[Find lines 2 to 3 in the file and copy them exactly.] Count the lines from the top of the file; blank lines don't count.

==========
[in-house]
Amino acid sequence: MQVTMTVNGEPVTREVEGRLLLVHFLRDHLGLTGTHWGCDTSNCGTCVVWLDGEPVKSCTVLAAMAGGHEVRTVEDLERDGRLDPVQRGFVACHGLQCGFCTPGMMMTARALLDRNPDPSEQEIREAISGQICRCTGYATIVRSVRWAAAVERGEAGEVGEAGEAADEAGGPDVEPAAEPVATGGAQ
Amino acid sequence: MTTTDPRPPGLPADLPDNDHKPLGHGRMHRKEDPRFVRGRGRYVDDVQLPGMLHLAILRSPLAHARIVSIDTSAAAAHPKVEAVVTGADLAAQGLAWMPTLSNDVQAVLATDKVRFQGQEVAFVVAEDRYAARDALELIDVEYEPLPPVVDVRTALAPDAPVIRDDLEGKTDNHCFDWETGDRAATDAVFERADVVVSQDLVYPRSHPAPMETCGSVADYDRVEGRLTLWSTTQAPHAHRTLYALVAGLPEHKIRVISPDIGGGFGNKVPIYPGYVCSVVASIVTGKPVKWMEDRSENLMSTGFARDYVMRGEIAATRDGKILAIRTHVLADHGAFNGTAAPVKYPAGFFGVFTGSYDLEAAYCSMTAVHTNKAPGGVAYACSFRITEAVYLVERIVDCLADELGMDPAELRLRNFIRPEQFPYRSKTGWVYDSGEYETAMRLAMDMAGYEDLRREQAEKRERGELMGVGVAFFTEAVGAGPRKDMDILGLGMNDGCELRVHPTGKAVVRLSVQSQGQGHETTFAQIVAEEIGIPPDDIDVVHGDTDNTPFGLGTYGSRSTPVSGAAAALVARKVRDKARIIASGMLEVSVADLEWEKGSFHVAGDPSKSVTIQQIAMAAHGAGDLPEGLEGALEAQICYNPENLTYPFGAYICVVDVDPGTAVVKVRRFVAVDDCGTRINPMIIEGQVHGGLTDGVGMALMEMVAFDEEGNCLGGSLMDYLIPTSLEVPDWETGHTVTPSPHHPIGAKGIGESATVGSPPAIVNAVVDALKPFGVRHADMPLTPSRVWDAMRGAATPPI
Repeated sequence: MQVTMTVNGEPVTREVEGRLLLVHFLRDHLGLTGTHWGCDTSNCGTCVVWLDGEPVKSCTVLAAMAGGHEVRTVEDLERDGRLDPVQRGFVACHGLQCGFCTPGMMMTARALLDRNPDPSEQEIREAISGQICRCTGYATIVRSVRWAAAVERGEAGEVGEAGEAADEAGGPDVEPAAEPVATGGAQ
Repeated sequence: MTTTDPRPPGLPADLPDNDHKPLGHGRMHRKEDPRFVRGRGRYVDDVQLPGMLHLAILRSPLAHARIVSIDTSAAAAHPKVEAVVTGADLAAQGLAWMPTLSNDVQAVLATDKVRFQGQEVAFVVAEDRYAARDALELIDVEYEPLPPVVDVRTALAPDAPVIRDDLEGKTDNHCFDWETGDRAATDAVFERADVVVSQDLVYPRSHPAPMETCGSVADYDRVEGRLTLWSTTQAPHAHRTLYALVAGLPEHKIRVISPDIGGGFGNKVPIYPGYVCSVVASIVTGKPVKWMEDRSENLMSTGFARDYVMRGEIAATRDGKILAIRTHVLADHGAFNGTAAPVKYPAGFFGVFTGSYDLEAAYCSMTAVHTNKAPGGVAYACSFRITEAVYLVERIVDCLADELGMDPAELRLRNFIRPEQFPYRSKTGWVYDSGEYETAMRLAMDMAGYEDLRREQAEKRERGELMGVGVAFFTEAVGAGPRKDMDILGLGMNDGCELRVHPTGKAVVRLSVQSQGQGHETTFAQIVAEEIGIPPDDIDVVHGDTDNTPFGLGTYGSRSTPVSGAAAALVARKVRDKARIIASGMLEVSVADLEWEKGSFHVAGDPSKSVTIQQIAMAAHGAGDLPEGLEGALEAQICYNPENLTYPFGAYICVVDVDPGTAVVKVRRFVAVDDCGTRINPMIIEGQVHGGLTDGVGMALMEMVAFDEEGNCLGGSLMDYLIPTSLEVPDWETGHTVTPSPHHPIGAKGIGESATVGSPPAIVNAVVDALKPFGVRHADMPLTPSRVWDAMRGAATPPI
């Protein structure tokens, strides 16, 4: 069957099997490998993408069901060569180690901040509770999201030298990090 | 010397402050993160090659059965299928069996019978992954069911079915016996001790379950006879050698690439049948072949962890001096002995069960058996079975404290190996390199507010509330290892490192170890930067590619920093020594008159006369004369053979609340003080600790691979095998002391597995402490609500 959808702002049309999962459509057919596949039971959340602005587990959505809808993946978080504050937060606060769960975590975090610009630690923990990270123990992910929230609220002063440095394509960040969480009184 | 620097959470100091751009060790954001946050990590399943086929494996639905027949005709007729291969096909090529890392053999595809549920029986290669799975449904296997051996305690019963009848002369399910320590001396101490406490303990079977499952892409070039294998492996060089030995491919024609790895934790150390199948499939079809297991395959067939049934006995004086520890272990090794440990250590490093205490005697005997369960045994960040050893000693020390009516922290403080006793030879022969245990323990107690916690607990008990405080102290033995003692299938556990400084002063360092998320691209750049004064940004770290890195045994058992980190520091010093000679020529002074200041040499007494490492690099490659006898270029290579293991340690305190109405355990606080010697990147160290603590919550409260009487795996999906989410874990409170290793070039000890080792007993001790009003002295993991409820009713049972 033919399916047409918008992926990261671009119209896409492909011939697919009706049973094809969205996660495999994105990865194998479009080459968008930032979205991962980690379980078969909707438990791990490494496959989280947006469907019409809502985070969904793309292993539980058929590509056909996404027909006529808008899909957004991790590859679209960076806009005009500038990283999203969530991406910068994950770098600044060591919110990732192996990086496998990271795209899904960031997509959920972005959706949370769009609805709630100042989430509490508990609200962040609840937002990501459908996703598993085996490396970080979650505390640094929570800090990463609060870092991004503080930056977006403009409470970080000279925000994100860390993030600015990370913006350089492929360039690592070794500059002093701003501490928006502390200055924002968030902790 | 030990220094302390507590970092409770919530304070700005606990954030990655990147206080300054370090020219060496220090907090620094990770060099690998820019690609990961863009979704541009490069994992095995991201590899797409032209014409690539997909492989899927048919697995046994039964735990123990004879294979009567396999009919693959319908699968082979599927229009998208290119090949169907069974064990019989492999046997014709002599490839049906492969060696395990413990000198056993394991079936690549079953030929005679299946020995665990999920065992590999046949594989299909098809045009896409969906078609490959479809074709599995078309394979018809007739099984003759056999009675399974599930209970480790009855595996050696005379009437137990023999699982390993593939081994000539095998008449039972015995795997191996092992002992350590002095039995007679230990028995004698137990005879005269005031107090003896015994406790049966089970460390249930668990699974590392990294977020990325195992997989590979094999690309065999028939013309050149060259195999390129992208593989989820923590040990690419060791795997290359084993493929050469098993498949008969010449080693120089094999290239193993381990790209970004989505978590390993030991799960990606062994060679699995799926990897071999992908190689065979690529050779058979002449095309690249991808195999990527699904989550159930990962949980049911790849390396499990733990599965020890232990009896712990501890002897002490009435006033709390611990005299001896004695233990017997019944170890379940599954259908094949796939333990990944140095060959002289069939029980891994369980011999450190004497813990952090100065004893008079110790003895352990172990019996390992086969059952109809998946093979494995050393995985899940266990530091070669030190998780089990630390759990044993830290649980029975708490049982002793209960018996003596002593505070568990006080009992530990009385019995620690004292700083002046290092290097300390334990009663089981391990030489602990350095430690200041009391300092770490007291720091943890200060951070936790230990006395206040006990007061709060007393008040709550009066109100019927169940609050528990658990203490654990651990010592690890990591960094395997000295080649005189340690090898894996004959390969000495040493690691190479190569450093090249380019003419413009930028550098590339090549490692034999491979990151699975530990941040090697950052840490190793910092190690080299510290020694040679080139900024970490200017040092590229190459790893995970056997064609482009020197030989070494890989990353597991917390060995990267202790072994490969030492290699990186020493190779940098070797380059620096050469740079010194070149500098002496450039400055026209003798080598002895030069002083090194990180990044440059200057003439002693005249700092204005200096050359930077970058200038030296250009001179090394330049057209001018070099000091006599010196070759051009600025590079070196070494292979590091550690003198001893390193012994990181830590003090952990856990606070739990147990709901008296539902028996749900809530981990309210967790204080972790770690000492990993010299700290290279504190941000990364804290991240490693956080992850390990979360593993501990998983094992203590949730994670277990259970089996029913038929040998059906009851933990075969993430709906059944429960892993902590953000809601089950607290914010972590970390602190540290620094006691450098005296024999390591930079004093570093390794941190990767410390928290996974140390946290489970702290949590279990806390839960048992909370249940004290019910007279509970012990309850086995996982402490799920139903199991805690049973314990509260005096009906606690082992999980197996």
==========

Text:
Amino acid sequence: MQVTMTVNGEPVTREVEGRLLLVHFLRDHLGLTGTHWGCDTSNCGTCVVWLDGEPVKSCTVLAAMAGGHEVRTVEDLERDGRLDPVQRGFVACHGLQCGFCTPGMMMTARALLDRNPDPSEQEIREAISGQICRCTGYATIVRSVRWAAAVERGEAGEVGEAGEAADEAGGPDVEPAAEPVATGGAQ
Amino acid sequence: MTTTDPRPPGLPADLPDNDHKPLGHGRMHRKEDPRFVRGRGRYVDDVQLPGMLHLAILRSPLAHARIVSIDTSAAAAHPKVEAVVTGADLAAQGLAWMPTLSNDVQAVLATDKVRFQGQEVAFVVAEDRYAARDALELIDVEYEPLPPVVDVRTALAPDAPVIRDDLEGKTDNHCFDWETGDRAATDAVFERADVVVSQDLVYPRSHPAPMETCGSVADYDRVEGRLTLWSTTQAPHAHRTLYALVAGLPEHKIRVISPDIGGGFGNKVPIYPGYVCSVVASIVTGKPVKWMEDRSENLMSTGFARDYVMRGEIAATRDGKILAIRTHVLADHGAFNGTAAPVKYPAGFFGVFTGSYDLEAAYCSMTAVHTNKAPGGVAYACSFRITEAVYLVERIVDCLADELGMDPAELRLRNFIRPEQFPYRSKTGWVYDSGEYETAMRLAMDMAGYEDLRREQAEKRERGELMGVGVAFFTEAVGAGPRKDMDILGLGMNDGCELRVHPTGKAVVRLSVQSQGQGHETTFAQIVAEEIGIPPDDIDVVHGDTDNTPFGLGTYGSRSTPVSGAAAALVARKVRDKARIIASGMLEVSVADLEWEKGSFHVAGDPSKSVTIQQIAMAAHGAGDLPEGLEGALEAQICYNPENLTYPFGAYICVVDVDPGTAVVKVRRFVAVDDCGTRINPMIIEGQVHGGLTDGVGMALMEMVAFDEEGNCLGGSLMDYLIPTSLEVPDWETGHTVTPSPHHPIGAKGIGESATVGSPPAIVNAVVDALKPFGVRHADMPLTPSRVWDAMRGAATPPI